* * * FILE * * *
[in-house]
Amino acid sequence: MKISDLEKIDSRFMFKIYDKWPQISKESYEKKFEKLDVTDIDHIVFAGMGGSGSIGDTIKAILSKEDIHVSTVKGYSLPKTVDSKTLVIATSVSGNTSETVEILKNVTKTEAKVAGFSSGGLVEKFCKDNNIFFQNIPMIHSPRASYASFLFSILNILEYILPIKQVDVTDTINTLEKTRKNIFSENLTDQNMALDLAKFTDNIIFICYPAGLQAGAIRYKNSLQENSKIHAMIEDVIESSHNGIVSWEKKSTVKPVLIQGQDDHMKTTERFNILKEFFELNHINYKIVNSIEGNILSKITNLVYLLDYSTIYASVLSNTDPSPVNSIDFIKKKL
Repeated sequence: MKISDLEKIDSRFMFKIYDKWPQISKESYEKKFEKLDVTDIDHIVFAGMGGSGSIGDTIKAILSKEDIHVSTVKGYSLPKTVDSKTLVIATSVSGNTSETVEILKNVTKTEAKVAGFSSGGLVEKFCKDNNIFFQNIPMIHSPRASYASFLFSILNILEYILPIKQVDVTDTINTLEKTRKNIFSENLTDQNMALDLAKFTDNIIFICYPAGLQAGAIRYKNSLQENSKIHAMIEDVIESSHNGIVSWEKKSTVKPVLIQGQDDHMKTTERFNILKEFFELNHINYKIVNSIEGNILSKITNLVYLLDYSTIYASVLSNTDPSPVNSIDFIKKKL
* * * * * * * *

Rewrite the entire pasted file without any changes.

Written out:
[in-house]
Amino acid sequence: MKISDLEKIDSRFMFKIYDKWPQISKESYEKKFEKLDVTDIDHIVFAGMGGSGSIGDTIKAILSKEDIHVSTVKGYSLPKTVDSKTLVIATSVSGNTSETVEILKNVTKTEAKVAGFSSGGLVEKFCKDNNIFFQNIPMIHSPRASYASFLFSILNILEYILPIKQVDVTDTINTLEKTRKNIFSENLTDQNMALDLAKFTDNIIFICYPAGLQAGAIRYKNSLQENSKIHAMIEDVIESSHNGIVSWEKKSTVKPVLIQGQDDHMKTTERFNILKEFFELNHINYKIVNSIEGNILSKITNLVYLLDYSTIYASVLSNTDPSPVNSIDFIKKKL
Repeated sequence: MKISDLEKIDSRFMFKIYDKWPQISKESYEKKFEKLDVTDIDHIVFAGMGGSGSIGDTIKAILSKEDIHVSTVKGYSLPKTVDSKTLVIATSVSGNTSETVEILKNVTKTEAKVAGFSSGGLVEKFCKDNNIFFQNIPMIHSPRASYASFLFSILNILEYILPIKQVDVTDTINTLEKTRKNIFSENLTDQNMALDLAKFTDNIIFICYPAGLQAGAIRYKNSLQENSKIHAMIEDVIESSHNGIVSWEKKSTVKPVLIQGQDDHMKTTERFNILKEFFELNHINYKIVNSIEGNILSKITNLVYLLDYSTIYASVLSNTDPSPVNSIDFIKKKL